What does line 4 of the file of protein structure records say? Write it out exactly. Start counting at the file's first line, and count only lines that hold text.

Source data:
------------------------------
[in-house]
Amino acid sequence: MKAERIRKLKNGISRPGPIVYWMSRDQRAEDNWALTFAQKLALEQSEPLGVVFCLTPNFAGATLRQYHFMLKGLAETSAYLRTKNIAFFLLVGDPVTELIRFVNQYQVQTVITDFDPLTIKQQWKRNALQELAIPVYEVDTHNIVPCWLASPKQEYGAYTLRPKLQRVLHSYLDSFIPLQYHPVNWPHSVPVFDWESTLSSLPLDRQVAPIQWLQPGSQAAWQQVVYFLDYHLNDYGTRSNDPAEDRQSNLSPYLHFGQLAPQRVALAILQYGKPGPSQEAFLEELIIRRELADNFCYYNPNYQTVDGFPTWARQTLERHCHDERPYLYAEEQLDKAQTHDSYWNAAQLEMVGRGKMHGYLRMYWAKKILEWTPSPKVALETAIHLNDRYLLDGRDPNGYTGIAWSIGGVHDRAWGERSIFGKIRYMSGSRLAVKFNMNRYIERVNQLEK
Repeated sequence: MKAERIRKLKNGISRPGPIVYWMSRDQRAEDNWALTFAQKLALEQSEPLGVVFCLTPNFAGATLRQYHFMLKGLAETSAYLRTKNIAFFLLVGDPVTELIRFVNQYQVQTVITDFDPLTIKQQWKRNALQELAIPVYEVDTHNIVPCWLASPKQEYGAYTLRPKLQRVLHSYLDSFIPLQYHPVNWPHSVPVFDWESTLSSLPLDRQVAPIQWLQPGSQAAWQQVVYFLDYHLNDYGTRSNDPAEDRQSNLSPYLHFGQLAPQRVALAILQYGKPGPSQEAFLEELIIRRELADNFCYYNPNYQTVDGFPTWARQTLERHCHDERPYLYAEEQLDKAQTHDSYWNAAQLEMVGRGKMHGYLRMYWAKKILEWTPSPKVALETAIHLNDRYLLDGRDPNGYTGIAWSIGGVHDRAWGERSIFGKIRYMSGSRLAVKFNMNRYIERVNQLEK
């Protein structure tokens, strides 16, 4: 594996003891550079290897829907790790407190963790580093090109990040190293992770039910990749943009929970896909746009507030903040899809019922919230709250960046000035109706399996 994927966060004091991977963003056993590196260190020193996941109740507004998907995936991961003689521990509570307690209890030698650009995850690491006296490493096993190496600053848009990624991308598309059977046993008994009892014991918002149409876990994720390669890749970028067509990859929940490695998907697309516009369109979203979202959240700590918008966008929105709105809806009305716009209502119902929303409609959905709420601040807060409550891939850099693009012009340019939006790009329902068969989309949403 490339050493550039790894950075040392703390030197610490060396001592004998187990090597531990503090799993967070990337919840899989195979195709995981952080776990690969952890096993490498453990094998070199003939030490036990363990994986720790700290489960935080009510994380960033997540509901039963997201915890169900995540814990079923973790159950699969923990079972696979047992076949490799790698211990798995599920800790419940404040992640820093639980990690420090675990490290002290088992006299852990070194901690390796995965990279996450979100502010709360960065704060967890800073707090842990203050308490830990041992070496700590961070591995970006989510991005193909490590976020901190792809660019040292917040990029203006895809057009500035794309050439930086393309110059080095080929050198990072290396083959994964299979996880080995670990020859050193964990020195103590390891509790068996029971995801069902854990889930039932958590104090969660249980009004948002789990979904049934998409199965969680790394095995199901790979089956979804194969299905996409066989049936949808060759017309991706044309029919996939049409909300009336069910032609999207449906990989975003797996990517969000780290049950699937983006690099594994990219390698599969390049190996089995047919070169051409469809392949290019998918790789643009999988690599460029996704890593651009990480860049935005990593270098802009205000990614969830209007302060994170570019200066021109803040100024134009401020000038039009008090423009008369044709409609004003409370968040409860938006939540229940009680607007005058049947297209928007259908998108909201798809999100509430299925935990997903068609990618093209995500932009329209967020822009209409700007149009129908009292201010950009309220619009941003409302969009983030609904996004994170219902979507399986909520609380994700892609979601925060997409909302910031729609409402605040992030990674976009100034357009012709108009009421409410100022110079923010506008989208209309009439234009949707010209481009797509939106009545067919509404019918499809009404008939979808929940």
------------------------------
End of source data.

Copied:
């Protein structure tokens, strides 16, 4: 594996003891550079290897829907790790407190963790580093090109990040190293992770039910990749943009929970896909746009507030903040899809019922919230709250960046000035109706399996 994927966060004091991977963003056993590196260190020193996941109740507004998907995936991961003689521990509570307690209890030698650009995850690491006296490493096993190496600053848009990624991308598309059977046993008994009892014991918002149409876990994720390669890749970028067509990859929940490695998907697309516009369109979203979202959240700590918008966008929105709105809806009305716009209502119902929303409609959905709420601040807060409550891939850099693009012009340019939006790009329902068969989309949403 490339050493550039790894950075040392703390030197610490060396001592004998187990090597531990503090799993967070990337919840899989195979195709995981952080776990690969952890096993490498453990094998070199003939030490036990363990994986720790700290489960935080009510994380960033997540509901039963997201915890169900995540814990079923973790159950699969923990079972696979047992076949490799790698211990798995599920800790419940404040992640820093639980990690420090675990490290002290088992006299852990070194901690390796995965990279996450979100502010709360960065704060967890800073707090842990203050308490830990041992070496700590961070591995970006989510991005193909490590976020901190792809660019040292917040990029203006895809057009500035794309050439930086393309110059080095080929050198990072290396083959994964299979996880080995670990020859050193964990020195103590390891509790068996029971995801069902854990889930039932958590104090969660249980009004948002789990979904049934998409199965969680790394095995199901790979089956979804194969299905996409066989049936949808060759017309991706044309029919996939049409909300009336069910032609999207449906990989975003797996990517969000780290049950699937983006690099594994990219390698599969390049190996089995047919070169051409469809392949290019998918790789643009999988690599460029996704890593651009990480860049935005990593270098802009205000990614969830209007302060994170570019200066021109803040100024134009401020000038039009008090423009008369044709409609004003409370968040409860938006939540229940009680607007005058049947297209928007259908998108909201798809999100509430299925935990997903068609990618093209995500932009329209967020822009209409700007149009129908009292201010950009309220619009941003409302969009983030609904996004994170219902979507399986909520609380994700892609979601925060997409909302910031729609409402605040992030990674976009100034357009012709108009009421409410100022110079923010506008989208209309009439234009949707010209481009797509939106009545067919509404019918499809009404008939979808929940």